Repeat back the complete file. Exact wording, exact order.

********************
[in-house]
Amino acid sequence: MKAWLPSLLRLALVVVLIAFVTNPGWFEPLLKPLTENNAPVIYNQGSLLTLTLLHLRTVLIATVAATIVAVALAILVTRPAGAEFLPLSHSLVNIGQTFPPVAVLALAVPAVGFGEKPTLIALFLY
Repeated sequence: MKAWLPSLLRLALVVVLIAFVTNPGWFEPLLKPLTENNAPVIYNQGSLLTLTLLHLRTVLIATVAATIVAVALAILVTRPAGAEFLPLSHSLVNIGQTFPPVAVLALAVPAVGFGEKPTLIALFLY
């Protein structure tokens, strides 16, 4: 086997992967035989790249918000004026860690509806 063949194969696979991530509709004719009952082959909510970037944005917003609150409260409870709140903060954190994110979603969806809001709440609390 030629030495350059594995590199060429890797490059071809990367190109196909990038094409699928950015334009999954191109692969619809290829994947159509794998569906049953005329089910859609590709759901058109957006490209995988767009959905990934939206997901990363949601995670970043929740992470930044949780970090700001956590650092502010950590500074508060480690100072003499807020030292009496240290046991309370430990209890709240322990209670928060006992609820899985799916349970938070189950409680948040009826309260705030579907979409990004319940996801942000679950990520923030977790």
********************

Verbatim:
[in-house]
Amino acid sequence: MKAWLPSLLRLALVVVLIAFVTNPGWFEPLLKPLTENNAPVIYNQGSLLTLTLLHLRTVLIATVAATIVAVALAILVTRPAGAEFLPLSHSLVNIGQTFPPVAVLALAVPAVGFGEKPTLIALFLY
Repeated sequence: MKAWLPSLLRLALVVVLIAFVTNPGWFEPLLKPLTENNAPVIYNQGSLLTLTLLHLRTVLIATVAATIVAVALAILVTRPAGAEFLPLSHSLVNIGQTFPPVAVLALAVPAVGFGEKPTLIALFLY
């Protein structure tokens, strides 16, 4: 086997992967035989790249918000004026860690509806 063949194969696979991530509709004719009952082959909510970037944005917003609150409260409870709140903060954190994110979603969806809001709440609390 030629030495350059594995590199060429890797490059071809990367190109196909990038094409699928950015334009999954191109692969619809290829994947159509794998569906049953005329089910859609590709759901058109957006490209995988767009959905990934939206997901990363949601995670970043929740992470930044949780970090700001956590650092502010950590500074508060480690100072003499807020030292009496240290046991309370430990209890709240322990209670928060006992609820899985799916349970938070189950409680948040009826309260705030579907979409990004319940996801942000679950990520923030977790």